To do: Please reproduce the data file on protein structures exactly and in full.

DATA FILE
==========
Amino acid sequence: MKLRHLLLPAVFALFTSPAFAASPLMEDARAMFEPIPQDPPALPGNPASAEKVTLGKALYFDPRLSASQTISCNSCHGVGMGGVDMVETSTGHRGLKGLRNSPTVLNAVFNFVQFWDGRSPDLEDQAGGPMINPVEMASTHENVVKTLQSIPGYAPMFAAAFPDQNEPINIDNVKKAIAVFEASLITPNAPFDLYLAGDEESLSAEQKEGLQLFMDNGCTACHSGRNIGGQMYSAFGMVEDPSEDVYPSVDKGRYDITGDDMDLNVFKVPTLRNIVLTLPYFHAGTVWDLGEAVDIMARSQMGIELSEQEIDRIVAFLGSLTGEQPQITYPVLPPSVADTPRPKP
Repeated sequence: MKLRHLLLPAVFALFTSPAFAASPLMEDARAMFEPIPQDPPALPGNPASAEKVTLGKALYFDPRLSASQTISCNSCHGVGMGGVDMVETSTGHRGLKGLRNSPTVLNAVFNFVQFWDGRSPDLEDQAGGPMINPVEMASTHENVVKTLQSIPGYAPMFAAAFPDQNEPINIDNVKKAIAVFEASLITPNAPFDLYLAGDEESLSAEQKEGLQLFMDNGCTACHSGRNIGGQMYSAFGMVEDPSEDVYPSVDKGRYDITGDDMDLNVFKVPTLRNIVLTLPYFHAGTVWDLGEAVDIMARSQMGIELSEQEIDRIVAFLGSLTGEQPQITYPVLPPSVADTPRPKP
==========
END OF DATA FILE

Amino acid sequence: MKLRHLLLPAVFALFTSPAFAASPLMEDARAMFEPIPQDPPALPGNPASAEKVTLGKALYFDPRLSASQTISCNSCHGVGMGGVDMVETSTGHRGLKGLRNSPTVLNAVFNFVQFWDGRSPDLEDQAGGPMINPVEMASTHENVVKTLQSIPGYAPMFAAAFPDQNEPINIDNVKKAIAVFEASLITPNAPFDLYLAGDEESLSAEQKEGLQLFMDNGCTACHSGRNIGGQMYSAFGMVEDPSEDVYPSVDKGRYDITGDDMDLNVFKVPTLRNIVLTLPYFHAGTVWDLGEAVDIMARSQMGIELSEQEIDRIVAFLGSLTGEQPQITYPVLPPSVADTPRPKP
Repeated sequence: MKLRHLLLPAVFALFTSPAFAASPLMEDARAMFEPIPQDPPALPGNPASAEKVTLGKALYFDPRLSASQTISCNSCHGVGMGGVDMVETSTGHRGLKGLRNSPTVLNAVFNFVQFWDGRSPDLEDQAGGPMINPVEMASTHENVVKTLQSIPGYAPMFAAAFPDQNEPINIDNVKKAIAVFEASLITPNAPFDLYLAGDEESLSAEQKEGLQLFMDNGCTACHSGRNIGGQMYSAFGMVEDPSEDVYPSVDKGRYDITGDDMDLNVFKVPTLRNIVLTLPYFHAGTVWDLGEAVDIMARSQMGIELSEQEIDRIVAFLGSLTGEQPQITYPVLPPSVADTPRPKP